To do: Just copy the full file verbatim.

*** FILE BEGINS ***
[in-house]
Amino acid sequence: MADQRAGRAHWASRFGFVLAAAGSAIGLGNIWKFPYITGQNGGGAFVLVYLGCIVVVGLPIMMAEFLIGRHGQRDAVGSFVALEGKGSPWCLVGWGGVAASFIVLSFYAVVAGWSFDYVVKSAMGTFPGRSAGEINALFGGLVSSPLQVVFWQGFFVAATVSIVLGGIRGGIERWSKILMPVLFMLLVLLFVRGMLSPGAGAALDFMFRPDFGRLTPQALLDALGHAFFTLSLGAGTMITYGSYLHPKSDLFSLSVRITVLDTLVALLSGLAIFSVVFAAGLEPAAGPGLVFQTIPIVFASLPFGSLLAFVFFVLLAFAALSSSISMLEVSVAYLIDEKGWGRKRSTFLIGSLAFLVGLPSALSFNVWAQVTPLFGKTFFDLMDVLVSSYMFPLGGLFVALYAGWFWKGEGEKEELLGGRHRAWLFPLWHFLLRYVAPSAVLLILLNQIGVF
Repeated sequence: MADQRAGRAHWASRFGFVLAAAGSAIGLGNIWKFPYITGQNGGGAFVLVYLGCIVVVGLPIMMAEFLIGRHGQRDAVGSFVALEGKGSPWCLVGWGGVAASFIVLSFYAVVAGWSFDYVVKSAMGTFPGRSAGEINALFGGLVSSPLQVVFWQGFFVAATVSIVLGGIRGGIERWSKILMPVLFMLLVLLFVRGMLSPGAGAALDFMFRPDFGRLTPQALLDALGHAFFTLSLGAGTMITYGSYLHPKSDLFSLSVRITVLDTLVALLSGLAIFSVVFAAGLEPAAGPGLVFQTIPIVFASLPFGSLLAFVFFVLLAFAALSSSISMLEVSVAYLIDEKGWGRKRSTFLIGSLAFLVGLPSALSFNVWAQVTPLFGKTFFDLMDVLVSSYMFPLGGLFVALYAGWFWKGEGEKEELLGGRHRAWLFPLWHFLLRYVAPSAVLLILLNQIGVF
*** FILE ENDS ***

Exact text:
[in-house]
Amino acid sequence: MADQRAGRAHWASRFGFVLAAAGSAIGLGNIWKFPYITGQNGGGAFVLVYLGCIVVVGLPIMMAEFLIGRHGQRDAVGSFVALEGKGSPWCLVGWGGVAASFIVLSFYAVVAGWSFDYVVKSAMGTFPGRSAGEINALFGGLVSSPLQVVFWQGFFVAATVSIVLGGIRGGIERWSKILMPVLFMLLVLLFVRGMLSPGAGAALDFMFRPDFGRLTPQALLDALGHAFFTLSLGAGTMITYGSYLHPKSDLFSLSVRITVLDTLVALLSGLAIFSVVFAAGLEPAAGPGLVFQTIPIVFASLPFGSLLAFVFFVLLAFAALSSSISMLEVSVAYLIDEKGWGRKRSTFLIGSLAFLVGLPSALSFNVWAQVTPLFGKTFFDLMDVLVSSYMFPLGGLFVALYAGWFWKGEGEKEELLGGRHRAWLFPLWHFLLRYVAPSAVLLILLNQIGVF
Repeated sequence: MADQRAGRAHWASRFGFVLAAAGSAIGLGNIWKFPYITGQNGGGAFVLVYLGCIVVVGLPIMMAEFLIGRHGQRDAVGSFVALEGKGSPWCLVGWGGVAASFIVLSFYAVVAGWSFDYVVKSAMGTFPGRSAGEINALFGGLVSSPLQVVFWQGFFVAATVSIVLGGIRGGIERWSKILMPVLFMLLVLLFVRGMLSPGAGAALDFMFRPDFGRLTPQALLDALGHAFFTLSLGAGTMITYGSYLHPKSDLFSLSVRITVLDTLVALLSGLAIFSVVFAAGLEPAAGPGLVFQTIPIVFASLPFGSLLAFVFFVLLAFAALSSSISMLEVSVAYLIDEKGWGRKRSTFLIGSLAFLVGLPSALSFNVWAQVTPLFGKTFFDLMDVLVSSYMFPLGGLFVALYAGWFWKGEGEKEELLGGRHRAWLFPLWHFLLRYVAPSAVLLILLNQIGVF